Vengeance is a dish best served cold, but then if you’re going to wait a while perhaps you should make sure to add plenty of salt and spice to the mix to disguise its rather rancid odour. Adapted from a play by Yukiko Motoya, Masanori Tominaga’s Vengeance Can Wait (乱暴と待機, Ranbou to Taiki) is the strange tale of four interconnected people who each become ensnared in a bizarre circle of violent revenge!
Asuka (Eiko Koike) and Banjo (Takayuki Yamada) are currently expecting a baby and have moved back to Azusa’s hometown where she is working in a bar and he is currently seeking employment (somewhat half heartedly). Whilst Azusa heads off to work, Banjo goes to introduce himself to the neighbours and surprises Nanase (Minami) during a lengthy sutra reading session. Nanase is a very strange woman indeed – dressed in a grey tracksuit, glasses, and generally looking odd, she immediately jumps to the conclusion that she’s annoyed Banjo with her weirdness and tries to give him money to make up for it, such is her intense fear of being disliked. Things get even weirder when Azusa realises Nanase is an old high school classmate towards whom she’s still nursing an ancient grudge. This also means that Azusa knows the man Nanase is living with and addresses as “big brother” is not her actual brother at all…..
Nanase becomes the plot’s essential “object” in a sense with Azusa acting as its subject and the two men more or less relegated to the status of adverbs. Azusa’s personality changes dramatically in the presence of Nanase – seemingly perfectly pleasant and ordinary in other circumstances, her tone takes on an extremely harsh quality, almost yanki-ish in its coarseness. However, Nanase’s need to be liked, or at least not disliked, has her immediately acquiesce to whatever it is she thinks other people want of her. She’s completely incapable of saying what she might actually think or doing what she would like to do but only thinks about how others are viewing her which is both extraordinarily masochistic and actually a little bit selfish.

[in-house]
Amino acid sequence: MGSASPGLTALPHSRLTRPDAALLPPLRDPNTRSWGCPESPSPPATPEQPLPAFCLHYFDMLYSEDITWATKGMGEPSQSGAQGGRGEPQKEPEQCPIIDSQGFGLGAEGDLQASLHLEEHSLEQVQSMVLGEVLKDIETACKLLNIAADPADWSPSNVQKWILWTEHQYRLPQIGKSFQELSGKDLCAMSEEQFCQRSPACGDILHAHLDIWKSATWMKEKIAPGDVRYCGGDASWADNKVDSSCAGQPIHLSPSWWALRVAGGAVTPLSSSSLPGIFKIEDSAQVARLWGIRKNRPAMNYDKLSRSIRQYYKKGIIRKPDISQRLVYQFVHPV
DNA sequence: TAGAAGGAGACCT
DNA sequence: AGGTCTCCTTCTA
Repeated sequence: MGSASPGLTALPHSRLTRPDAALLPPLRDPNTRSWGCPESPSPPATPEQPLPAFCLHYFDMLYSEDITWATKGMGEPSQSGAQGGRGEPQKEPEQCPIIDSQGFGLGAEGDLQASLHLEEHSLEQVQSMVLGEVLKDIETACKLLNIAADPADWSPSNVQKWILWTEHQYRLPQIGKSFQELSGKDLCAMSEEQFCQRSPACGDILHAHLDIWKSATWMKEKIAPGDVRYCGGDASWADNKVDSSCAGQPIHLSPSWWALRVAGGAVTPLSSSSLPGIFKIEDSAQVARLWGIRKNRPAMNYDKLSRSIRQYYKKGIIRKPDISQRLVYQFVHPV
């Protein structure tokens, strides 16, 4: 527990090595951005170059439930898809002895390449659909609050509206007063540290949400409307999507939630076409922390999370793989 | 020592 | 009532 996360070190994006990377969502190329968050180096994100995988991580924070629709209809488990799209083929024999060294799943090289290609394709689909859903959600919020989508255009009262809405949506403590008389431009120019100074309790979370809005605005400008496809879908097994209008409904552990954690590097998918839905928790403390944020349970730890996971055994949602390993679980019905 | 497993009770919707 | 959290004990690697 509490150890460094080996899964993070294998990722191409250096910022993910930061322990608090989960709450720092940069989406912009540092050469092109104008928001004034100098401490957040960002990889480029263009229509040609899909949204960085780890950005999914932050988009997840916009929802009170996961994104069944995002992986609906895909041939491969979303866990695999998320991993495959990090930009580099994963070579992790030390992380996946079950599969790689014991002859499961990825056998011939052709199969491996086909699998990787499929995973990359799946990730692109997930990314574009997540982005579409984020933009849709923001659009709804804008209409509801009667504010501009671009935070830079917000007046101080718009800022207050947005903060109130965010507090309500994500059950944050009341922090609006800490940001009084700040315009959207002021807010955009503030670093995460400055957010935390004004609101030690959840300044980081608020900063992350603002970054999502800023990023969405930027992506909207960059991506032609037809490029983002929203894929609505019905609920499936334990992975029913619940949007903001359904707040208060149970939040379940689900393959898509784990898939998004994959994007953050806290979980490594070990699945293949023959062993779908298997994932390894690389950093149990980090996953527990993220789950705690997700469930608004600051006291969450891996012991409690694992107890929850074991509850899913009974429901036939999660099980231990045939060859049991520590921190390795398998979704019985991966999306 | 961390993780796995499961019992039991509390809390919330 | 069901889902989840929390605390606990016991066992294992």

The relationship between Nanase and her “big brother” Mr. Yamane (Tadanobu Asano) is the perfect culmination of this strange dynamic. Nanase philosophises at one point about the certainty of hate and the mysterious quality of love – that it’s impossible to say exactly why you love someone but you can usually point to a concrete reason for hating them. She and Yamane are bound by a common event in their pasts and, she reasons, perhaps this is enough of a reason for fate to keep them together. Yamane keeps her around because he’s plotting an elaborate revenge plot for a grudge he holds against her but at five years and counting he still hasn’t figured it out yet. During this time, he’s also started pretending to go out “marathon running” but has really been crawling into the attic space to spy on Nanase while she gets on with normal household tasks throughout the day.
Things come to a head when the feckless Banjo develops an attraction for Nanase despite her deliberately slovenly appearance which she affects for the express purpose of avoiding male interest. Using her inability to say no against her, he convinces her to start an affair with him whilst also blackmailing her that if she doesn’t he’ll mistreat his wife, Azusa, whom Nananse is still keen on making up with despite the long held high school era hurt which continues to come between them.
It’s a fairly light and absurd if darkly comic set up which is more about the pointlessness of grudges, violence, and lying about yourself to please others, than it is about a grander mediation on the fruitlessness of revenge – the desire for which, strangely, does end up building an otherwise elusive connection between two people who seem to have been unable to form one in any other way. Tominaga opts for a fairly simple and straightforward approach but does a great job of avoiding the often overly theatrical feeling of many stage to screen adaptations. However, it has to be said that perhaps some of the more unusual elements play better in the enclosed, less “realistic” theatre environment than they do on screen.
That is to say, Vengeance Can Wait has the feeling of slightly throwaway fringe theatre which is partly based on the frisson of mocking supposedly bourgeois values with a series of comically absurd episodes. This approach feels much more fun over a claustrophobic 90 minutes trapped in a tiny performance space which ends up covered in the physical manifestation of a deteriorating situation, but fares a little less well when you open it up into a larger filmic world. However, the film’s odd comments on accidentally sado-masochistic relationships and its absurd black comedy provide enough quirky diversion to build an appropriately amusing atmosphere.
Interestingly enough, Vengeance Can Wait is one of the few Japanese plays which has been translated and performed in English (it’s also unusual because it seems to be a direct translation whereas most English adaptations of foreign plays are “rewritten” by an established playwright from a literal translation) – performance rights with Samuel French. There’s also a review of the run of the play in New York in 2008 from Village Voice.